I experienced anti-Semitism a lot as a kid. It’s hard for me to say if it was always a product of genuine hatred, or if kids with their own problems found a reason to single me out from others. Sure, there were a few Jewish kids at my school, but no one else had a father who was a Rabbi. I found drawings on desks of my family being marched into gas chambers, swastikas drawn on my locker, and notes shoved inside of it saying, “Die Jew. Love, Hitler.” It was a different time back then, where bullying was not monitored like it is now. I was weak, too. Rather than tell anyone, I hid behind fear. Telling on the people who did this would only lead to consequences far worse.
Regardless, the fact that this shooting took place doesn’t shock me. To be honest, it’s only a matter of time before the next one happens. History refutes hope that things will change. My heart yearns for change, but today's climate doesn't foster nurturing, tolerance, or civility. Even before this shooting took place, there’s no real evidence supporting otherwise. The FBI and the Southern Poverty Law Center note that Jews only account for two percent of the U.S. population, yet 60% of all religious hate crimes are committed against them. I don’t know why people hate us so much, but the underbelly of anti-Semitism seems to be thriving.
So now, here I am, The Jewish Nurse that cared for Robert Bowers. I’ve watched them talk about me on CNN, Fox News, Anderson Cooper, PBS, and the local news stations. I’ve read articles mentioning me in the NY Times and the Washington Post. The fact that I did my job, a job which requires compassion and empathy over everything, is newsworthy to people because I’m Jewish. Even more so because my dad’s a Rabbi.
To be honest, I didn't see evil when I looked into Robert Bower's eyes. I saw something else. I can’t go into details of our interactions because of HIPAA. I can tell you that as his nurse, or anyone's nurse, my care is given through kindness, my actions are measured with empathy, and regardless of the person you may be when you're not in my care, each breath you take is more beautiful than the last when you're lying on my stretcher. This was the same Robert Bowers that just committed mass homicide. The Robert Bowers who instilled panic in my heart worrying my parents were two of his 11 victims less than an hour before his arrival.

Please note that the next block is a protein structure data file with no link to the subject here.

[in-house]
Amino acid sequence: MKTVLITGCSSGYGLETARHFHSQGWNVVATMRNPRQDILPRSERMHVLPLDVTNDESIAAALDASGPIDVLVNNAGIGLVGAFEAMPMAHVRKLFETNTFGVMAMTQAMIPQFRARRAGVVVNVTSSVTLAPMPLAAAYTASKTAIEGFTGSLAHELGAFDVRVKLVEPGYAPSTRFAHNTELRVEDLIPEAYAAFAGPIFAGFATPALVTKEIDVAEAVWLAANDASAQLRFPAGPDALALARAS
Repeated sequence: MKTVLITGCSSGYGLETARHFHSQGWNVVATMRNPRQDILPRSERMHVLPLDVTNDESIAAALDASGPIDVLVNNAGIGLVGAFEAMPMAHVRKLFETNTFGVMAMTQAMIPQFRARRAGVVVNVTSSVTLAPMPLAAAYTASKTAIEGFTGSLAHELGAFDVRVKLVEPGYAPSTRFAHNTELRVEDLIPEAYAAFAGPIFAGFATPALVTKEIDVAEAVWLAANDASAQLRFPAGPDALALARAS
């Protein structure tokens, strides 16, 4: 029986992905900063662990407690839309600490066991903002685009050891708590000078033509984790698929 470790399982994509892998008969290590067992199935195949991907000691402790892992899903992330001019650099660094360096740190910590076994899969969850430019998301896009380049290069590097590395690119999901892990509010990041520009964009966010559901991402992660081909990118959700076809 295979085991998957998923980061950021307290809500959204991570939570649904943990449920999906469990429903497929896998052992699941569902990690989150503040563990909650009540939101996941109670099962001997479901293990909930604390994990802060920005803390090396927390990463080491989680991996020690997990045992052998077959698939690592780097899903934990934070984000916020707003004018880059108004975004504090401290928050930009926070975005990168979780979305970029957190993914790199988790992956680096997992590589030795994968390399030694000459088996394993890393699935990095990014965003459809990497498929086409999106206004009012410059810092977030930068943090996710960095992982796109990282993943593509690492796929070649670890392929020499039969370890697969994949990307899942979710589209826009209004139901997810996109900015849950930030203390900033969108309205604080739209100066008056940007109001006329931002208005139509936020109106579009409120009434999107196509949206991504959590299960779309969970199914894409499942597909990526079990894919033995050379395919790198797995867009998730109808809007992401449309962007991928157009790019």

I’m sure he had no idea I was Jewish. Why thank a Jewish nurse, when 15 minutes beforehand, you’d shoot me in the head with no remorse? I didn’t say a word to him about my religion. I chose not to say anything to him the entire time. I wanted him to feel compassion. I chose to show him empathy. I felt that the best way to honor his victims was for a Jew to prove him wrong. Besides, if he finds out I’m Jewish, does it really matter? The better question is, what does it mean to you?
Love. That’s why I did it. Love as an action is more powerful than words, and love in the face of evil gives others hope. It demonstrates humanity. It reaffirms why we’re all here. The meaning of life is to give meaning to life, and love is the ultimate force that connects all living beings. I could care less what Robert Bowers thinks, but you, the person reading this, love is the only message I wish instill in you. If my actions mean anything, love means everything.
Ari Mahler, RN.
My friends, the work of the church is to remind us that we come from Divine Love. Divine Love brought us here and divine love reminds us of the spark of humanity and goodness in all people. This does not erase the awful things that people do, but it does remind us that we are all part of the human family, the broken, madness-creating, creative, quirky human family. Our task is to remind us all of the Divine love that wants us to do right by each other. As we embody that love and express that love, we are truly God’s children. May it be so.